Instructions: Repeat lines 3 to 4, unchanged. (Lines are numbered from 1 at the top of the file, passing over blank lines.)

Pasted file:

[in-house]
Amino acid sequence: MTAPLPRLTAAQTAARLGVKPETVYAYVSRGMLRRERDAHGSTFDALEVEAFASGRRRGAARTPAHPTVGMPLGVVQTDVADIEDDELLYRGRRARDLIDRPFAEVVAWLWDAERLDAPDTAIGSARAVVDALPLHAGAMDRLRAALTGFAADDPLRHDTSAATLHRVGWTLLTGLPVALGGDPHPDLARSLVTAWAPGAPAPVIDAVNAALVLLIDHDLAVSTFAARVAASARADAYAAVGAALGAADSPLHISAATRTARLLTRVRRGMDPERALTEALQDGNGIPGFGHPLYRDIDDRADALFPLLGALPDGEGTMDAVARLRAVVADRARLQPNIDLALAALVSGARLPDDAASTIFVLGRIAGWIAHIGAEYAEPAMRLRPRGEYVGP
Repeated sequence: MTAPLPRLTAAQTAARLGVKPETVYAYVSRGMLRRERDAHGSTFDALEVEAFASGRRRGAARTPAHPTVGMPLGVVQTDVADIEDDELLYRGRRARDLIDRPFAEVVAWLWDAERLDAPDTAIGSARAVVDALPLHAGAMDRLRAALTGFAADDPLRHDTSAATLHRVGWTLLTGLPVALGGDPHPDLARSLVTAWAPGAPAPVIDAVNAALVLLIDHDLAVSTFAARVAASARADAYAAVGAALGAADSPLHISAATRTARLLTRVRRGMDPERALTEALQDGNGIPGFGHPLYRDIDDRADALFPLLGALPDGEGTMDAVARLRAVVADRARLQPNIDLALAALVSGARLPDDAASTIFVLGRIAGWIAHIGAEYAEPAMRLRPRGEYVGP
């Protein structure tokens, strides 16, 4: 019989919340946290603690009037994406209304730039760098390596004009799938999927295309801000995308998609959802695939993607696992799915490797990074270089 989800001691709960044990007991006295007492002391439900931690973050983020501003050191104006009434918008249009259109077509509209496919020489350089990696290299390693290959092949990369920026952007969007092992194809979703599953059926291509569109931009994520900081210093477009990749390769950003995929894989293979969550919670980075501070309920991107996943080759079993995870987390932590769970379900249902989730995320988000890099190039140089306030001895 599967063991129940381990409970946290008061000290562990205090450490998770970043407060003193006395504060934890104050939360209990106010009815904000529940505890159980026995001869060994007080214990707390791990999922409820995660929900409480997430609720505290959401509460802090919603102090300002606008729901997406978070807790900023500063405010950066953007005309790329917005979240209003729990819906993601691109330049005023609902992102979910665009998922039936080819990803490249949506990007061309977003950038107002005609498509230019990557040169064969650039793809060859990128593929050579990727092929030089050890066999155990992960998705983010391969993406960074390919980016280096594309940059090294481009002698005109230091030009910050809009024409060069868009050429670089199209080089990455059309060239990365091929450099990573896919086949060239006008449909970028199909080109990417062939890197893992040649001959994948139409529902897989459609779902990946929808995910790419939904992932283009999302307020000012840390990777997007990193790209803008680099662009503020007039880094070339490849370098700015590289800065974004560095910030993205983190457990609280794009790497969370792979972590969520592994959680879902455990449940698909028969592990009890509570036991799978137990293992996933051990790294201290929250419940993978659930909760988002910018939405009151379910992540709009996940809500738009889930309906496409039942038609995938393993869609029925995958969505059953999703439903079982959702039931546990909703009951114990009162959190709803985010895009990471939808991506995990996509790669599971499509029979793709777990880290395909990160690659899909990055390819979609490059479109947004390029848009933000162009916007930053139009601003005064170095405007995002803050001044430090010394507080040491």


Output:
Repeated sequence: MTAPLPRLTAAQTAARLGVKPETVYAYVSRGMLRRERDAHGSTFDALEVEAFASGRRRGAARTPAHPTVGMPLGVVQTDVADIEDDELLYRGRRARDLIDRPFAEVVAWLWDAERLDAPDTAIGSARAVVDALPLHAGAMDRLRAALTGFAADDPLRHDTSAATLHRVGWTLLTGLPVALGGDPHPDLARSLVTAWAPGAPAPVIDAVNAALVLLIDHDLAVSTFAARVAASARADAYAAVGAALGAADSPLHISAATRTARLLTRVRRGMDPERALTEALQDGNGIPGFGHPLYRDIDDRADALFPLLGALPDGEGTMDAVARLRAVVADRARLQPNIDLALAALVSGARLPDDAASTIFVLGRIAGWIAHIGAEYAEPAMRLRPRGEYVGP
């Protein structure tokens, strides 16, 4: 019989919340946290603690009037994406209304730039760098390596004009799938999927295309801000995308998609959802695939993607696992799915490797990074270089 989800001691709960044990007991006295007492002391439900931690973050983020501003050191104006009434918008249009259109077509509209496919020489350089990696290299390693290959092949990369920026952007969007092992194809979703599953059926291509569109931009994520900081210093477009990749390769950003995929894989293979969550919670980075501070309920991107996943080759079993995870987390932590769970379900249902989730995320988000890099190039140089306030001895 599967063991129940381990409970946290008061000290562990205090450490998770970043407060003193006395504060934890104050939360209990106010009815904000529940505890159980026995001869060994007080214990707390791990999922409820995660929900409480997430609720505290959401509460802090919603102090300002606008729901997406978070807790900023500063405010950066953007005309790329917005979240209003729990819906993601691109330049005023609902992102979910665009998922039936080819990803490249949506990007061309977003950038107002005609498509230019990557040169064969650039793809060859990128593929050579990727092929030089050890066999155990992960998705983010391969993406960074390919980016280096594309940059090294481009002698005109230091030009910050809009024409060069868009050429670089199209080089990455059309060239990365091929450099990573896919086949060239006008449909970028199909080109990417062939890197893992040649001959994948139409529902897989459609779902990946929808995910790419939904992932283009999302307020000012840390990777997007990193790209803008680099662009503020007039880094070339490849370098700015590289800065974004560095910030993205983190457990609280794009790497969370792979972590969520592994959680879902455990449940698909028969592990009890509570036991799978137990293992996933051990790294201290929250419940993978659930909760988002910018939405009151379910992540709009996940809500738009889930309906496409039942038609995938393993869609029925995958969505059953999703439903079982959702039931546990909703009951114990009162959190709803985010895009990471939808991506995990996509790669599971499509029979793709777990880290395909990160690659899909990055390819979609490059479109947004390029848009933000162009916007930053139009601003005064170095405007995002803050001044430090010394507080040491």